18 September 2006

HYPE!- Nels Cline 'Covers' Andrew Hill

Here is a good bet musically - due to be released 9/26/06. Ratliff is right (below) about Andrew Hill as player & composer. Nels Cline plays guitar for Wilco which is among my favorite bands. The instrumentation (guitar, accordian, clarinet & cornet) is off-kilter & extremely cool. And, although I do not know the other musiciains in the sextet, Bobby Bradford is an amazing trumpeter. So it seems like a can't miss CD. Here is a pre-release review from yesterday's New York Times.
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Nels Cline. "New Monastery: A View into the Music of Andrew Hill" (Cryptogramophone)

The compositions of Andrew Hill, one of the best composers in the last 50 years of jazz, don’t glow with the recognizable style of a certain time. They use unusual harmonies and can sometimes seem to be missing the proper signposts. Nobody performs them as effectively as his own groups, with Mr. Hill on piano. Not even close.

But the guitarist Nels Cline has taken up the challenge; "New Monastery" is a learned and original try. Mr. Cline, who has become more widely known since joining the rock band Wilco two years ago, has a long background in West Coast jazz and experimental music.

He is a fast, articulate player, and no slouch on soloing through chord changes, as his version of Mr. Hill’s "Reconciliation" proves. He dislodges the melodies from these pieces, bringing them forward with the clarinetist Ben Goldberg, the cornetist Bobby Bradford and the accordionist Andrea Parkins. Mr. Hill’s music can be soft and mumbly, but Mr. Cline forces immediacy on it, and frequently leaps beyond a standard jazz guitarist’s tone. He distorts his instrument for stabbing, notated chords during someone else’s solo; he broadens his tone, putting little rips in it, sounding like Mr. Bradford; he plays a line through a digital processor and repeats it, moving the pitch up and down or making it warp and shimmer.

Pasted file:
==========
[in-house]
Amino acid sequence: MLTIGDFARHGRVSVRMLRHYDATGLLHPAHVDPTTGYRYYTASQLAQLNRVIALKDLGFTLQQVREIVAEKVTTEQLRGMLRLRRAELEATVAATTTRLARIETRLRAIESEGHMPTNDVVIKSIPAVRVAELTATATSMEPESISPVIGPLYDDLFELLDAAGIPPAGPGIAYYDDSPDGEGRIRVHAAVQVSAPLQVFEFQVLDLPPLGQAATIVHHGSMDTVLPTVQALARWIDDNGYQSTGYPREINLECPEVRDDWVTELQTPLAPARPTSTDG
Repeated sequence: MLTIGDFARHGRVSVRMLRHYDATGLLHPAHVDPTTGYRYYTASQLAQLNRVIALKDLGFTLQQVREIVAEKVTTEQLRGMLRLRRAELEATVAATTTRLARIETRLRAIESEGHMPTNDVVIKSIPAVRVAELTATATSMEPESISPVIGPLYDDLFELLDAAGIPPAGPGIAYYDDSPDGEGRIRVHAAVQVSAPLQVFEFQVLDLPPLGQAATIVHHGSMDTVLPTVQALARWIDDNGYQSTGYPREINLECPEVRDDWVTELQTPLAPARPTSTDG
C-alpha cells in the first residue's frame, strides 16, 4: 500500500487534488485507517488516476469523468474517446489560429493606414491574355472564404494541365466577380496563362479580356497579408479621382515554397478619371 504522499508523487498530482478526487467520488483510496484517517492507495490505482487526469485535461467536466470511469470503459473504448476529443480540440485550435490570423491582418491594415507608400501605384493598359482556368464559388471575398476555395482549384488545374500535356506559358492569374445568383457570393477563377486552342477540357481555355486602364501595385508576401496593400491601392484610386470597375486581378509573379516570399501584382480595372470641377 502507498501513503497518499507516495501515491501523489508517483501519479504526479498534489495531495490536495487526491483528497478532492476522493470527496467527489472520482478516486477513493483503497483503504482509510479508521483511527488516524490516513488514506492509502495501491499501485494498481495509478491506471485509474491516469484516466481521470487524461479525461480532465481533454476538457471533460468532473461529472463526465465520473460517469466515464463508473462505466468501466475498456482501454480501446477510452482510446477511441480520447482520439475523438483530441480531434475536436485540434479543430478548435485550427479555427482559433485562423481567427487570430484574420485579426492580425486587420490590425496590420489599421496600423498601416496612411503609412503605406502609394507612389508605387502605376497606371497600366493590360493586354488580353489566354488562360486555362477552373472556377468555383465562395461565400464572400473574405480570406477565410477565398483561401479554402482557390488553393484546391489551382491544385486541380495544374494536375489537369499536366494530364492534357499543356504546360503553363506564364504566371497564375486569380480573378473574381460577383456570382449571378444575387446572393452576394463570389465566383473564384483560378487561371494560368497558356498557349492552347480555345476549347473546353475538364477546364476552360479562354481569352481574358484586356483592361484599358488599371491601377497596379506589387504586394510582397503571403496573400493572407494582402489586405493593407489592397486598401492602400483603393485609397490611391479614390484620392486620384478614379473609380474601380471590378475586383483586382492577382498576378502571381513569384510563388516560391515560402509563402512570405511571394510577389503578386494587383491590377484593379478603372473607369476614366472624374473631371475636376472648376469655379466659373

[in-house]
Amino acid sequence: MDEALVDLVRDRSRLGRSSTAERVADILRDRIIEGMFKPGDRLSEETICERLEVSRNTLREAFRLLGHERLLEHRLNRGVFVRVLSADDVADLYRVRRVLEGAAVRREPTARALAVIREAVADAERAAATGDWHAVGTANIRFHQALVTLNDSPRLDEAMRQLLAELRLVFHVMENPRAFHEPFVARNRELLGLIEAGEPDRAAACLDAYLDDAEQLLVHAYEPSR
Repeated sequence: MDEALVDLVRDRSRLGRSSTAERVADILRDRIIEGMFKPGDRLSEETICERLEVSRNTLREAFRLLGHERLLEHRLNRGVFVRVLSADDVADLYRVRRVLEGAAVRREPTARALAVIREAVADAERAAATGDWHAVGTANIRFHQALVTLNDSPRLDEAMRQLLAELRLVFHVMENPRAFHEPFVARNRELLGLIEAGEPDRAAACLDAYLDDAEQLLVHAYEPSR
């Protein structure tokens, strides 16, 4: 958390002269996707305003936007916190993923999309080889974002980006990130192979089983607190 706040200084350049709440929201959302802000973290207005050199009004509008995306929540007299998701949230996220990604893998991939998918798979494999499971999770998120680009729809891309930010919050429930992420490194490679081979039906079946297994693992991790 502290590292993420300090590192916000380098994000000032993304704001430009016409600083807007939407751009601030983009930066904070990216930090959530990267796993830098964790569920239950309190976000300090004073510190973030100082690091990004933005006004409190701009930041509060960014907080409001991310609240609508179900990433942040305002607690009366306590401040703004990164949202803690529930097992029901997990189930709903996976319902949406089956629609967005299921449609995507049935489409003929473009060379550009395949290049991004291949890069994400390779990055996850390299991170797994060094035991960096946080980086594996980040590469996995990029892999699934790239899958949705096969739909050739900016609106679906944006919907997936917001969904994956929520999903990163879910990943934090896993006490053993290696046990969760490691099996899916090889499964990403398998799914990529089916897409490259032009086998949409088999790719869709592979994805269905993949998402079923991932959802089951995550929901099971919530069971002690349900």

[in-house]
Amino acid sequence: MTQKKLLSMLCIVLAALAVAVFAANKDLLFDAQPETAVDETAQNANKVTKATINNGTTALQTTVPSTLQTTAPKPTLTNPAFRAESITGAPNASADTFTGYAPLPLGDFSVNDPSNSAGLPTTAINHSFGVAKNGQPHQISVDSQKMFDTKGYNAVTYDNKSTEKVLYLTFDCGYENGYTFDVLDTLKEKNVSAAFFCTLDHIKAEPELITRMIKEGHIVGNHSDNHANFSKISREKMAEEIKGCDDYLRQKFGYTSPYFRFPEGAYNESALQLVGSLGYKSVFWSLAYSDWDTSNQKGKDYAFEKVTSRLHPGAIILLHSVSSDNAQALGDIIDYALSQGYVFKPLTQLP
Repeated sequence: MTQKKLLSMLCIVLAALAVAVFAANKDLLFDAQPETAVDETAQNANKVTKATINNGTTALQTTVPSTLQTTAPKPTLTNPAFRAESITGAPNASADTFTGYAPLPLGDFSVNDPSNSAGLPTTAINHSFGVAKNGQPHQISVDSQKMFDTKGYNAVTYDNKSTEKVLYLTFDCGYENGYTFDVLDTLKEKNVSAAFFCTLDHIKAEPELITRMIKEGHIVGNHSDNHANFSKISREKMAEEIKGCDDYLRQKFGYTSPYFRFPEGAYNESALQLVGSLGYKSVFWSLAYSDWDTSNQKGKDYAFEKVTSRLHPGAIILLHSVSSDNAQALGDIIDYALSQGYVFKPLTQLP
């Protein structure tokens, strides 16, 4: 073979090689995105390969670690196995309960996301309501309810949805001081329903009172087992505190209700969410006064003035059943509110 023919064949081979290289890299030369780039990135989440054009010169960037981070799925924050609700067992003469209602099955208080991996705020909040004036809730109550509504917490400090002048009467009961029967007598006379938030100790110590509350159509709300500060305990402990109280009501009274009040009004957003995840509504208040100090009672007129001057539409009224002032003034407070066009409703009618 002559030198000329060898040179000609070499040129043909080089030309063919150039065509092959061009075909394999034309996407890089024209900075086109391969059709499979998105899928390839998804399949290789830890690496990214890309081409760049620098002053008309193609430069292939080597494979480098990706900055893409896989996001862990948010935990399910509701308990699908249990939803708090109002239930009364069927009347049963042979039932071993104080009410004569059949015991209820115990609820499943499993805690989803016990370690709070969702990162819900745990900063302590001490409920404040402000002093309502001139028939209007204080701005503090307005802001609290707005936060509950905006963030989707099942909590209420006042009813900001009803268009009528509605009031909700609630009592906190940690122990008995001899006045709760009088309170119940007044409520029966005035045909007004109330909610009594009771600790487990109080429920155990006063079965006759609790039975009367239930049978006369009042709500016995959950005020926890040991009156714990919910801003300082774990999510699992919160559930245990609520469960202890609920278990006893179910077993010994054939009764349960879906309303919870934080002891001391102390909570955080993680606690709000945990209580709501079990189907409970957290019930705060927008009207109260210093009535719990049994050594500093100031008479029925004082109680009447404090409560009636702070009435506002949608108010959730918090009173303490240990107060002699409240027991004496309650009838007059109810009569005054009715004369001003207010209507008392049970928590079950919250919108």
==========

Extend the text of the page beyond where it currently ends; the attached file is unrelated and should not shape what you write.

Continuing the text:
Instead of a pianist the group uses Ms. Parkins on accordion, improvising with fractured aggression. Most of these pieces come from Mr. Hill’s mid-1960’s records on Blue Note. With the exception of Mr. Bradford, who was playing semi-free jazz like this in the early 60’s, and the occasional Eric Dolphy echo from Mr. Goldberg’s bass clarinet, the band doesn’t evoke the old records. Mr. Cline can be a fiddly, punctilious musician, even when building clouds of noise in a free improvisation, or when soloing in blues form on "The Rumproller"; it’s helps him remake the music in his own way. -Ben Ratliff
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PS: It is perhaps helpful for me to mention what has gotten hold of me on this post. So here is some history. The cover photo on Cline's upcoming release is a detail of this image that appeared on the cover of Andrew Hill's Point of Departure . That record was was releasd in 1964; it is the best of five very good albums Hill released on Blue Note Records in a roughly 18 month period. It also is among the very first jazz records I ever bought (well after it was released - I am not quite that old!). It helped me to establish some continuuity between the wonderful creativity of Thelonious Monk, Charles Mingus and Miles Davis from the 1950s (which I loved) and the music I was starting to listen to from, say, the Art Ensemble of Chicago, Air, and the World Saxophone Quartet. So, there you have it!

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1 Comments:

Blogger Joerg said...

"Point of Departure" is such a good album! - I love Hill's piano along with Dolphy's various instruments...

02 May, 2007 21:54  

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